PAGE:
29 Meter - stresses Mark but this flea, and mark in this, 4 How little that which thou deniest me is; 5 It sucked me first, and now sucks thee, 4 And in this flea our two bloods mingled be; 5 Thou know st that this cannot be said 4 A sin, nor shame, nor loss of maidenhead, 5 Yet this enjoys before it woo, 4 And pampered swells with one blood made of two, 5 And this, alas, is more than we would do. 5 4 stresses: iambic tetrameter 5 stresses: iambic pentameter Each stanza is regular in rhyme scheme and meter, being made up of couplets and a triplet at the end. Donne is presenting a shifting and complex argument, so he does it in rhyming couplets and with a regular meter to help us follow it. Every time we get a new rhyme, we get a new idea. He keeps it simple to mask his manipulation of his lover.

30 Caesura: Another thing that enables us (and Donne s lover) to follow his shifting argument is his use of caesura to slow down the pace of the poem. Note how many there are. These pauses allow more time for the seeds of doubt and temptation to slip into the woman s mind, and they help him to turn his argument around when needed. Mark but this flea, and mark in this, How little that which thou deniest me is; It sucked me first, and now sucks thee, And in this flea our two bloods mingled be; Thou know st that this cannot be said A sin, nor shame, nor loss of maidenhead, Yet this enjoys before it woo, And pampered swells with one blood made of two, And this, alas, is more than we would do. Oh stay, three lives in one flea spare, Where we almost, nay more than married are. This flea is you and I, and this Our marriage bed, and marriage temple is; Though parents grudge, and you, w'are met, And cloistered in these living walls of jet. Though use make you apt to kill me, Let not to that, self-murder added be, And sacrilege, three sins in killing three. Cruel and sudden, hast thou since Purpled thy nail, in blood of innocence? Wherein could this flea guilty be, Except in that drop which it sucked from thee? Yet thou triumph st, and say'st that thou Find st not thy self, nor me the weaker now; Tis true; then learn how false fears be: Just so much honour, when thou yield st to me, Will waste, as this flea s death took life from thee.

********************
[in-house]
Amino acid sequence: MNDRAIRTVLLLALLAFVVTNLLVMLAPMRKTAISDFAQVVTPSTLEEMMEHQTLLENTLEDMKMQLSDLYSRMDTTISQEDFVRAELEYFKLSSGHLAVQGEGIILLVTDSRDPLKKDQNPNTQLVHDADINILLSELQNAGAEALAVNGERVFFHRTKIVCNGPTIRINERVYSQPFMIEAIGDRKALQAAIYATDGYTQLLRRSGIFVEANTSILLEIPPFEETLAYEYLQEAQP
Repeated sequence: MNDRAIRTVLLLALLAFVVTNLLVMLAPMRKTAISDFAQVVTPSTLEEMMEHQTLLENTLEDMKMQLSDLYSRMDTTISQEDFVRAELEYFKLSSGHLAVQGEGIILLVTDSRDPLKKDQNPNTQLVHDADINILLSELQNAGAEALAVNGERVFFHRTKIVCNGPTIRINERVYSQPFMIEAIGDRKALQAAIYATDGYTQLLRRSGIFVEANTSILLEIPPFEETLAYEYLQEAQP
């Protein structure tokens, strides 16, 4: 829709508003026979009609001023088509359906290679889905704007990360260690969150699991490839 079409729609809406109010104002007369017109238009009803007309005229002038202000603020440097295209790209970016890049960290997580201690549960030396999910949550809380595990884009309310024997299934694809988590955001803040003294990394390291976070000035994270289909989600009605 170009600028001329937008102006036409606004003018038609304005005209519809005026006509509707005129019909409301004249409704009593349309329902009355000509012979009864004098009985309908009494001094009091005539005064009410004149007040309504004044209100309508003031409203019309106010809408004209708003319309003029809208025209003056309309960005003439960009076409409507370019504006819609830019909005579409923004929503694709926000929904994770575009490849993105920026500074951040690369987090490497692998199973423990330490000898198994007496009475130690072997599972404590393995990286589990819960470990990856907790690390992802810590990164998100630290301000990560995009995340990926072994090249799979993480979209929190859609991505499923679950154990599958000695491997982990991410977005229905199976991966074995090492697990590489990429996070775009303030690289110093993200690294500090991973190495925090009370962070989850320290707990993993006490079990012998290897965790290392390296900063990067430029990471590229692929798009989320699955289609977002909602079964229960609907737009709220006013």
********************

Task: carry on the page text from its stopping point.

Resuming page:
31 AO4/5: Links and Interpretations

32 AO5: typography This is an image of the first stanza as it appeared in the Poems volume of Look closely at line 3. How does the typography (typical of the time) add a visual pun to our reading of the poem? opens the poem... to an immediately titillating ambiguity -- Thomas Docherty Do you agree?

33 Donne s poetry does not demean women but in fact acknowledges and appreciates all of their capabilities. This interaction is one between equally intelligent persons, each one challenging the other playfully in the midst of their romance. Though there is only one speaker, her silent voice booms. She holds her own in this game and keeps him on his toes in a humorous competition between lovers. In her refusal to be swayed by his tactics she causes him to go back and rework the way he makes his argument. -- Amanda Boyd What does this statement add to our understanding of the poem? Do you agree?

34 AO1: What kind of love is presented in this poem? Think about: The characteristics of love The representation of the people involved The feelings of the speaker Any imagery or language used The way the structure and form reflects this You can either: Write a side of A4 to explain your answer. Write a detailed plan of your answer. Make sure you include and analyse quotations from the text.

35 Fill in your CLIFS sheet for this poem. Remember, this will be a revision aid!